2. Is the sample size sufficient to yield a reasonable result?
It depends on what level of error you are willing to live with. For the wedding market population of 2.1 million a sample of 388 gives you a 5% margin of error. More samples, less error; however, I have learned that after 500 samples the results do not change much and larger samples are only good for sub segmenting the results. Most media companies will not use data of less than 750 samples; because they feel the larger sample size gives it more validity and lower samples sizes seem less accurate. A 5% margin of error is okay, even 10% or 15% in some cases. The goal is to get enough diverse samples to get a good read on a topic.
3 and 4 – Is the result important or just impressive? Will it or should it cause you to take specific action?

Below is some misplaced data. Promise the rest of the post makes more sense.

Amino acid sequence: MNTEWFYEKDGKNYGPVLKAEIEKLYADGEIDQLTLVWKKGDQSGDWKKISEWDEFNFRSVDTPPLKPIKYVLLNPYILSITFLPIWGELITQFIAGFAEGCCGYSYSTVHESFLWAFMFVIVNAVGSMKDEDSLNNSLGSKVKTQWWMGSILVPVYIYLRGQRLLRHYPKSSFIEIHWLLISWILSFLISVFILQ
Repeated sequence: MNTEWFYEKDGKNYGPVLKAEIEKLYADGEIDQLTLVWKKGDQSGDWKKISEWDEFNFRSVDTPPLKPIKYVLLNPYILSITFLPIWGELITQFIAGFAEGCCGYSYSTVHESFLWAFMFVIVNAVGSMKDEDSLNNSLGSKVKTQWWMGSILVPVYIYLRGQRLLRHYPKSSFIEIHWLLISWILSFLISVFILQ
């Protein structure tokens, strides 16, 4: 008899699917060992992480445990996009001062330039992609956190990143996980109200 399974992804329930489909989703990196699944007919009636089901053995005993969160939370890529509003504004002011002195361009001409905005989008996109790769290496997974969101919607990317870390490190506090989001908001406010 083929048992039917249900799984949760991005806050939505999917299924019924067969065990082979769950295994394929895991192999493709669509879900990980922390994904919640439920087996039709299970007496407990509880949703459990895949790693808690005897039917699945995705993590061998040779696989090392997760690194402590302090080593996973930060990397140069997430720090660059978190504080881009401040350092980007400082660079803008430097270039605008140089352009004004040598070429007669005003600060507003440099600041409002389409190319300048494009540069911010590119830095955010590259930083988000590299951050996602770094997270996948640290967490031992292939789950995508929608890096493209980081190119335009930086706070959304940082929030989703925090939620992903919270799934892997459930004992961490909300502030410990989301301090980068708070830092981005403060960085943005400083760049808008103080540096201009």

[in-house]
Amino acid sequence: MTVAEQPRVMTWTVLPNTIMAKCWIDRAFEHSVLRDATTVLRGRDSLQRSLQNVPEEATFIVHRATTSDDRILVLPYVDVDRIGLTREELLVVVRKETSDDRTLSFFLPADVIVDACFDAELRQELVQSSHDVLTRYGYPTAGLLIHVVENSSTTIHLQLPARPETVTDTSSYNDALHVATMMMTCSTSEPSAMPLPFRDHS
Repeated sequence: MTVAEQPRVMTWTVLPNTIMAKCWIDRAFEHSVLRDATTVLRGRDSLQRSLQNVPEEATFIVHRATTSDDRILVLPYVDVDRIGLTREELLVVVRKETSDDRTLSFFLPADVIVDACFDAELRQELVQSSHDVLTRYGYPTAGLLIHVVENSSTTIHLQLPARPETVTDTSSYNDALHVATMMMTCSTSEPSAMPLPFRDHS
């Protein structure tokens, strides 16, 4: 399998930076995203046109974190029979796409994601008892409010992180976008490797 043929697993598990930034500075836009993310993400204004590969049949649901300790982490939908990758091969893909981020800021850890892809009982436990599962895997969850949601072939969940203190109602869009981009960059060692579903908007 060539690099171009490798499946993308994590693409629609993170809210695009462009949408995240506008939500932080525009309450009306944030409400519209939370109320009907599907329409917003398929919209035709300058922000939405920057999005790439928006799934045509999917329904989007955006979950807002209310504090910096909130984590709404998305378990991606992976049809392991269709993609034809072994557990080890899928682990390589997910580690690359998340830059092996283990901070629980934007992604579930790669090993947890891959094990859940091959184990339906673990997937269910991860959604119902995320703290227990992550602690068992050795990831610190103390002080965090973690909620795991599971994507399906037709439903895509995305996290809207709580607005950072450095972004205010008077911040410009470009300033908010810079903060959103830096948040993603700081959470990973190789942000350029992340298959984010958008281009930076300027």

This is more important than either of the two above. Most of us live inside the box that is our world, our business and many times we cannot see outside that box. It’s ok, I do it too sometimes. If you service a market that has 5,000 weddings annually and you service only 25 of them, do you know the entire market? Good market research should help you understanding the dynamics and variables outside your business or box.
There are other questions… but I would say there are two (2) more important questions you should ask first… One (1) what is the source and two (2) what is the goal for providing this statistic or data? Then ask the other questions.
Finally, I would like to say that The Wedding Report is not perfect, no way; it is a work in progress. But I can tell you that the ultimate goals are; how will the data and information I’m collecting or creating help a business become more successful? And how will it help them better understand the dynamics and variables outside their business?”
It’s evident that the boxing gloves have come off, as a growing discussion that was never possible– suddenly is.
All Rights Reserved